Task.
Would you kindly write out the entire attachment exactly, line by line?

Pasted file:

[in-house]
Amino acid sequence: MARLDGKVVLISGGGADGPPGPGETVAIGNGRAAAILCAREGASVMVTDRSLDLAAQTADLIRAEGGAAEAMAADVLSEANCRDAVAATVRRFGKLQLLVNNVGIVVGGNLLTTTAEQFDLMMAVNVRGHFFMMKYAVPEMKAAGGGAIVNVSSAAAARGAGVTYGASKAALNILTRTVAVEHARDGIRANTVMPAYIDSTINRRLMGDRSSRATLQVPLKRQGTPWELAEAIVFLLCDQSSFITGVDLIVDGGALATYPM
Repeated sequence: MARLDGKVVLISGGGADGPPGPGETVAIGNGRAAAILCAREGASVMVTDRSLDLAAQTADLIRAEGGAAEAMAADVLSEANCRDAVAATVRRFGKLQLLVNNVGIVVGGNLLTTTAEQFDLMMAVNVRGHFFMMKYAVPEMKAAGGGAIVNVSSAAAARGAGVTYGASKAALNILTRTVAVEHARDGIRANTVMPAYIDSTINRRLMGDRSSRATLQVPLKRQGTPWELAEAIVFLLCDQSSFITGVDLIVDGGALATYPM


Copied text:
[in-house]
Amino acid sequence: MARLDGKVVLISGGGADGPPGPGETVAIGNGRAAAILCAREGASVMVTDRSLDLAAQTADLIRAEGGAAEAMAADVLSEANCRDAVAATVRRFGKLQLLVNNVGIVVGGNLLTTTAEQFDLMMAVNVRGHFFMMKYAVPEMKAAGGGAIVNVSSAAAARGAGVTYGASKAALNILTRTVAVEHARDGIRANTVMPAYIDSTINRRLMGDRSSRATLQVPLKRQGTPWELAEAIVFLLCDQSSFITGVDLIVDGGALATYPM
Repeated sequence: MARLDGKVVLISGGGADGPPGPGETVAIGNGRAAAILCAREGASVMVTDRSLDLAAQTADLIRAEGGAAEAMAADVLSEANCRDAVAATVRRFGKLQLLVNNVGIVVGGNLLTTTAEQFDLMMAVNVRGHFFMMKYAVPEMKAAGGGAIVNVSSAAAARGAGVTYGASKAALNILTRTVAVEHARDGIRANTVMPAYIDSTINRRLMGDRSSRATLQVPLKRQGTPWELAEAIVFLLCDQSSFITGVDLIVDGGALATYPM